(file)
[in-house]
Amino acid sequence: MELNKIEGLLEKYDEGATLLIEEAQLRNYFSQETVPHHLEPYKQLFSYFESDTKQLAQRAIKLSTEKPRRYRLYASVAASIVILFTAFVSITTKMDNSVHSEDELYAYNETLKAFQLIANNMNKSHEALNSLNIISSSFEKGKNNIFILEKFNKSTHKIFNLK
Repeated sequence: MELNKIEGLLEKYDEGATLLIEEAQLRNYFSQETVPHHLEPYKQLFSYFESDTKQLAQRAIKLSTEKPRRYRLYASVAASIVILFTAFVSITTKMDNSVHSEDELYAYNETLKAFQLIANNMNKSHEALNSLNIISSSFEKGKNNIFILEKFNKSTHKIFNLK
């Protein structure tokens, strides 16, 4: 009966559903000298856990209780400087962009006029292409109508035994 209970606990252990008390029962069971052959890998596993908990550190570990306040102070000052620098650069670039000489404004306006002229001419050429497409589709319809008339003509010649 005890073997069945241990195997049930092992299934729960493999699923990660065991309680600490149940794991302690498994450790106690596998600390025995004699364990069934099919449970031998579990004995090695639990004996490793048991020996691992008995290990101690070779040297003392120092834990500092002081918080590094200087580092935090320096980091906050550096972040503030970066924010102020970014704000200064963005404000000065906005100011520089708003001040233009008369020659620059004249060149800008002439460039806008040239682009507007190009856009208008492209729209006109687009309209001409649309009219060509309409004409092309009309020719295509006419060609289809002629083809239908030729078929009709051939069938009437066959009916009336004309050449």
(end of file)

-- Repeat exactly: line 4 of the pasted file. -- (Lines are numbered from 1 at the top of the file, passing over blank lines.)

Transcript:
């Protein structure tokens, strides 16, 4: 009966559903000298856990209780400087962009006029292409109508035994 209970606990252990008390029962069971052959890998596993908990550190570990306040102070000052620098650069670039000489404004306006002229001419050429497409589709319809008339003509010649 005890073997069945241990195997049930092992299934729960493999699923990660065991309680600490149940794991302690498994450790106690596998600390025995004699364990069934099919449970031998579990004995090695639990004996490793048991020996691992008995290990101690070779040297003392120092834990500092002081918080590094200087580092935090320096980091906050550096972040503030970066924010102020970014704000200064963005404000000065906005100011520089708003001040233009008369020659620059004249060149800008002439460039806008040239682009507007190009856009208008492209729209006109687009309209001409649309009219060509309409004409092309009309020719295509006419060609289809002629083809239908030729078929009709051939069938009437066959009916009336004309050449």